I know something in architecture is of more than passing interest when I start to get messages from laypeople about a new phenomenon. Last week, several of my friends who are not members of the church of architecture forwarded me links to the 3D-printed house by the Dutch firm DUS Architects as a proof-of-concept in Amsterdam right now. This house has been all over the web recently, especially when President Obama went to see it when he was in Amsterdam.
I am actually more interested in the concrete homes thatWinSun Decoration Design Engineering Company has produced in Shanghai. For less than $5,000, the company uses a gigantic 3D printer to produce a concrete aggregate layer by layer, building upward. Even better, the concrete uses recycled materials.
Neither the DUS house nor the WinSun dwellings are fully printed. They both consist of printed components that human beings have to assemble. Even though DUS uses what they say is one of the largest printers in existence, the most their “room maker” (or in Dutch, what they call the“KamerMaker” can handle is a small room. Once the machine spits out the pieces, human beings using muscles and construction equipment have to put them together into houses.
The two examples could not provide more of a contrast. The WinSun house looks minimal, rough, and not particularly comfortable. It is unclear how the window assembly would work, let alone how you bring in plumbing, but the company sees it not as a prototype for luxury living, but rather as something that can replace the poured-in-place post-and-slab concrete frame as the basic building block for those who can’t afford more elaborate dwellings. I am not sure that such a mass-produced object will be better than the site-specific and flexible model the concrete frame provides, but it seems to me worth exploring.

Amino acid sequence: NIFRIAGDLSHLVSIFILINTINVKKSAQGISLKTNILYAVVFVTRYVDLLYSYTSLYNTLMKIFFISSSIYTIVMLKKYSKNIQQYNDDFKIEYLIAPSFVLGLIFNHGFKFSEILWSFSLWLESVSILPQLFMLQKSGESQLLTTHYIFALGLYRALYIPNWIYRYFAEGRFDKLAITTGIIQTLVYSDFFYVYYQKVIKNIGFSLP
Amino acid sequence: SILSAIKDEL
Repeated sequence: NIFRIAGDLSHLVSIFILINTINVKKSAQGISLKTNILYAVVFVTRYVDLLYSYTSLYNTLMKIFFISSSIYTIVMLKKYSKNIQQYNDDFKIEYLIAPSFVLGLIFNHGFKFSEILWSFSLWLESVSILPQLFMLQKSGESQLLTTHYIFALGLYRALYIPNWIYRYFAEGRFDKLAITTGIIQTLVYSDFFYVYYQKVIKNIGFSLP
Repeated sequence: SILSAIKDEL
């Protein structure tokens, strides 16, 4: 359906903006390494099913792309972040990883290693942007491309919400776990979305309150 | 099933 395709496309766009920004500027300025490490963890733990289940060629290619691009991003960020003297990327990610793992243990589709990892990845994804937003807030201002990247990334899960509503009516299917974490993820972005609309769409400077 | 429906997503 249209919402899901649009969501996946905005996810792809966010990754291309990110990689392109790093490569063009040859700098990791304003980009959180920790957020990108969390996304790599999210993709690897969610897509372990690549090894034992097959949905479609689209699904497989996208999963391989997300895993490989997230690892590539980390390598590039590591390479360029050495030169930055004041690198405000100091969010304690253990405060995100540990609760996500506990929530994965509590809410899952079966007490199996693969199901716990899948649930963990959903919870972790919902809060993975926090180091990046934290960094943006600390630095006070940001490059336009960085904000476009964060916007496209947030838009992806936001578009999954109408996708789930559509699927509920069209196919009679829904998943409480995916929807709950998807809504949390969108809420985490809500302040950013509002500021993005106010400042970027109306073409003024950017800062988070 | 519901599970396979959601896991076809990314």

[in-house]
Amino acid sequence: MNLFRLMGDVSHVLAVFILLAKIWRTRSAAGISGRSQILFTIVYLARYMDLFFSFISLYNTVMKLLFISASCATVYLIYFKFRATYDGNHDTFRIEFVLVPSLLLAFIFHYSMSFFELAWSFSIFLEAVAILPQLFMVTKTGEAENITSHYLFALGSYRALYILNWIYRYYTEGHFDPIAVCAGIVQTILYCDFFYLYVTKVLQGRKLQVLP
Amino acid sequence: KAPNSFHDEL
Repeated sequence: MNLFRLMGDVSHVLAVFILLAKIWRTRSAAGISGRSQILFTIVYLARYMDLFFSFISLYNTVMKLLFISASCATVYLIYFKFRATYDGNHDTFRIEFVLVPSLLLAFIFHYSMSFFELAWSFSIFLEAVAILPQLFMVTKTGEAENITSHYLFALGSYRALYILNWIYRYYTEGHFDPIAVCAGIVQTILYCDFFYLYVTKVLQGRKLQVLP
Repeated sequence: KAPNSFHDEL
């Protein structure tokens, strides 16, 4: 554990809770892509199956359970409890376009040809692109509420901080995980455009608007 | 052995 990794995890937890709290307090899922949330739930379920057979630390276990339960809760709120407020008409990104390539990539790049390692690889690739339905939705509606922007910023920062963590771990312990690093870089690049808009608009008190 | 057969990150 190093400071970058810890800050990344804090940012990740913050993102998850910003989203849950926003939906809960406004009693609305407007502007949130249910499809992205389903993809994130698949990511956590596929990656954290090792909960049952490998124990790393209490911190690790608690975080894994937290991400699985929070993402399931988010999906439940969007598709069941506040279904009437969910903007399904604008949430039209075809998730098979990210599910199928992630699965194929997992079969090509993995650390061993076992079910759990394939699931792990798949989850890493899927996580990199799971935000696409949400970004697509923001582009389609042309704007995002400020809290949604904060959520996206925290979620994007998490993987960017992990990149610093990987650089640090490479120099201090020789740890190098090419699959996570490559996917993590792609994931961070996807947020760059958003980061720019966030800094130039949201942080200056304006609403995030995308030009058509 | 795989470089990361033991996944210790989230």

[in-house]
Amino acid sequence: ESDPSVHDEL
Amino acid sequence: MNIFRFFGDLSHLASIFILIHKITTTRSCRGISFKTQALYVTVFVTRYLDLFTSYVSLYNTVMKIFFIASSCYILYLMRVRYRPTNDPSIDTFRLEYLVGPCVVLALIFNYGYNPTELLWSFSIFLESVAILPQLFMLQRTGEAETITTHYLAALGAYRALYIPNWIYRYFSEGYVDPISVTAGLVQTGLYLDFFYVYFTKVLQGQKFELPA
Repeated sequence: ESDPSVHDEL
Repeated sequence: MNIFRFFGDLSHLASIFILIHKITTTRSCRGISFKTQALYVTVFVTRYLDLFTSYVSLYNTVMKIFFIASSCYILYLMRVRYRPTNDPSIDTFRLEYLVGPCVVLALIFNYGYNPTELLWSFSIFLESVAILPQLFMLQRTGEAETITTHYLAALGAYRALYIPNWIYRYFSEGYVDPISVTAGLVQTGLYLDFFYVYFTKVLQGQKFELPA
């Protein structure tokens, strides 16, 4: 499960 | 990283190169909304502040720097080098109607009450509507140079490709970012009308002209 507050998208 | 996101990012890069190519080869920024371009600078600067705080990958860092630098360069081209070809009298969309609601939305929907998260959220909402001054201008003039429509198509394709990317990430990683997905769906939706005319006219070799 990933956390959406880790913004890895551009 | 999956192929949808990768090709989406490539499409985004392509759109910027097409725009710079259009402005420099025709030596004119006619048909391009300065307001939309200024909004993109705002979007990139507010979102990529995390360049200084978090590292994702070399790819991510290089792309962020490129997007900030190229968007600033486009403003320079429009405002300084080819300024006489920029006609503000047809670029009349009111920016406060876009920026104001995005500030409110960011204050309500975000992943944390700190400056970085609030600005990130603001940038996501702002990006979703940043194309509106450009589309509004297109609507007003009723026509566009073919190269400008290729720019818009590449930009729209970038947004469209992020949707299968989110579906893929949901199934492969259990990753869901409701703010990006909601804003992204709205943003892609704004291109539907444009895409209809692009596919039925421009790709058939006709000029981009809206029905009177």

DUS, on the other hand, prides itself above all else on being able to combine decoration and structure in one element. Their rooms consist of cellular package walls they manipulate to strengthen the planes while providing visual interest. It is an extremely clever technique, and I can see why it appeals to non-professionals: it combines what seems to be the latest technology with traditional form. DUS’s first printed structure will be a canal house that mimics and abstracts the traditional forms of such buildings, even though it is being constructed on a bit of flat and featureless new land Amsterdam made a few years ago to act as a new suburban settlement.
The Amsterdam house looks sophisticated, if conventional in its spatial elaboration and in its decoration, and the firm is right that such on-site construction will cut down on the incredibly wasteful process of construction—one of the most polluting industries around. If they can develop the “ink” out of recycled materials, as they say they are now doing, and can then reuse these elements once the building has outlived its usefulness, they will have made a major contribution to sustainable architecture.
When I went to give a desk critique to a thesis student at the University of Cincinnati last week, I was surprised to find a Formlab square on his desk. This slick 3D printer is the result of a Kickstarter campaign and lets you have your own high-resolution device for under $3,300. Now this student is spitting out his elaborate design, as well as that of his fellow students (he has to pay for the machine somehow) in time for final reviews next week. Between that kind of miniaturization, increased availability, and the kind of extension of possibilities and scales the WinSun and DUS projects indicate, it seems evident that we are looking at new ways of constructing. What I do not yet see, even in the best student work, is a way of thinking about design that makes full use of those possibilities without trying to fit them into standard forms and spatial relations. For that we perhaps need 3D-printing theory.